Earlier this month, the Federal Reserve launched its first salvo against inflation, raising interest rates by a quarter-percent.
It was a pretty weak shot given 7.9% CPI, but Jerome Powell and other Fed presidents ratcheted up the tough rhetoric last week. Powell raised the possibility of 50 basis-point rate hikes at future meetings and San Francisco Fed President Mary Daly, “With the labor market so strong, inflation, inflation, inflation is top of everyone’s mind.”
But while the Fed was jawboning about “inflation, inflation, inflation,” and supposedly launching a war to get it under control, it was creating even more inflation.
Over the last two weeks, the Federal Reserve balance sheet has expanded by $60 billion.
Despite the taper having supposedly ended at the beginning of March, the Fed is still running quantitative easing. It continues to print money out of thin air to buy bonds. This is the exact opposite of fighting inflation.
The week before the Fed launched its war on inflation, the central bank expanded the balance sheet by $43.6 billion. The week ending March 23, it added another $8.2 billion.
The balance sheet is now just a hair below $9 trillion, at $8.96 trillion.
This is the worst war on inflation ever.
To put that in perspective, the balance sheet stood at $4.16 trillion in February 2020, as the coronavirus pandemic started to unfold. That was up from a low of $3.76 trillion in September 2019, when the Fed gave up on tightening because the stock market tanked and the economy was getting wobbly.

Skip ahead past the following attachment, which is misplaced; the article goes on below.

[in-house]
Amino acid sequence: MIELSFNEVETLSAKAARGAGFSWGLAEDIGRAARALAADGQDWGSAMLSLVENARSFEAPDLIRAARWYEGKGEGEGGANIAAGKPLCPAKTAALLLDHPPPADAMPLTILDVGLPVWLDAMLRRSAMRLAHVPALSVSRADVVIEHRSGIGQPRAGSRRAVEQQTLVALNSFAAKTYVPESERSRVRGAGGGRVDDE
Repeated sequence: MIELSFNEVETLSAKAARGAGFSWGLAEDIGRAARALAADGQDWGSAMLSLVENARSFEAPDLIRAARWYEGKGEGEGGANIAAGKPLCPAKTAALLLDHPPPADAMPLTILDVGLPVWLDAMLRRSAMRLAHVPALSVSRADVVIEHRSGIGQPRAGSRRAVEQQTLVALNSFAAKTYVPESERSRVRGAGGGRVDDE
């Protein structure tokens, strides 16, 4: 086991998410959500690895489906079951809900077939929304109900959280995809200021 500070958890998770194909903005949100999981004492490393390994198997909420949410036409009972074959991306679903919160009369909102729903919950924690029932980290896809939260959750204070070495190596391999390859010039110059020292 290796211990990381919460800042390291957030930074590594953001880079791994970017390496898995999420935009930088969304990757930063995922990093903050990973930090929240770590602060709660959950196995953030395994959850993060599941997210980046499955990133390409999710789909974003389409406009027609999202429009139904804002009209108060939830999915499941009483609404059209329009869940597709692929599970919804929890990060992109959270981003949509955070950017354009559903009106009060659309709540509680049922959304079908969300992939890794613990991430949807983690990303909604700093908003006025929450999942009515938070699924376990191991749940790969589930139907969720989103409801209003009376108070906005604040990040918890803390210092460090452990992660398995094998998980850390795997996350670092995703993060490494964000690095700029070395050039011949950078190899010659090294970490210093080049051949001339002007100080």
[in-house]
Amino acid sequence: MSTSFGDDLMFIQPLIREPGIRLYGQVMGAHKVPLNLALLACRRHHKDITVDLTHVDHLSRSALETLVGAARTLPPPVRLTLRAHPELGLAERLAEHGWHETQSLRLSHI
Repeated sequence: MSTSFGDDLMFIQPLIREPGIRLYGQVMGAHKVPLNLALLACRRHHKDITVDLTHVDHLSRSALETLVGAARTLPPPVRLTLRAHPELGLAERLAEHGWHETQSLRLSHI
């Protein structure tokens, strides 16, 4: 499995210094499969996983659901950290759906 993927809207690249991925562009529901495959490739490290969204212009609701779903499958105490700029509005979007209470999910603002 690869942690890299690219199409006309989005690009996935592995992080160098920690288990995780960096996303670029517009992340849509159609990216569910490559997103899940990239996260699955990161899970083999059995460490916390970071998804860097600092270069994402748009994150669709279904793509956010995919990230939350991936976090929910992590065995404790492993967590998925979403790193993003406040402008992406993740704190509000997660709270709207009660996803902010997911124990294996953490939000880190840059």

That means most of the Treasuries the Fed bought in the first rounds of QE after the 2008 financial crisis remain on the balance sheet today — plus trillions more.
And we’re supposed to think the Fed is going to successfully shrink its balance sheet this time around?
It seems unlikely. Heck, it can’t even seem to finish the taper.
Here’s the reality; while the Fed is talking about fighting the inflation fire, it is still pouring gas on the inflation fire. An expanding balance sheet means the Fed is still engaged in expansionary monetary policy.
After the March FOMC meeting. Peter Schiff picked up on something not a lot of people talked about. The FOMC took out language relating to the start of balance sheet reduction. It now just says it will happen sometime in the future.
The most important thing to me is quantitative tightening is happening later than the Fed initially postured. And it may never happen. That’s kind of my thought. They can raise interest rates slightly, because, on the margin, the first few rate hikes won’t have much of an impact. But I think given the enormity of the federal government deficits, I don’t see how the Federal Reserve is able to shrink its balance sheet. In fact, I think the Fed is going to have to continue to increase the size of its balance sheet even as it notches up interest rates.”
One thing is certain — the taper lasted a lot longer than the Fed said it would. The $8 billion the Fed added to the balance sheet last week isn’t a lot, but it isn’t zero. Perhaps next week, we’ll see the end of QE that we were promised.
Or maybe not.
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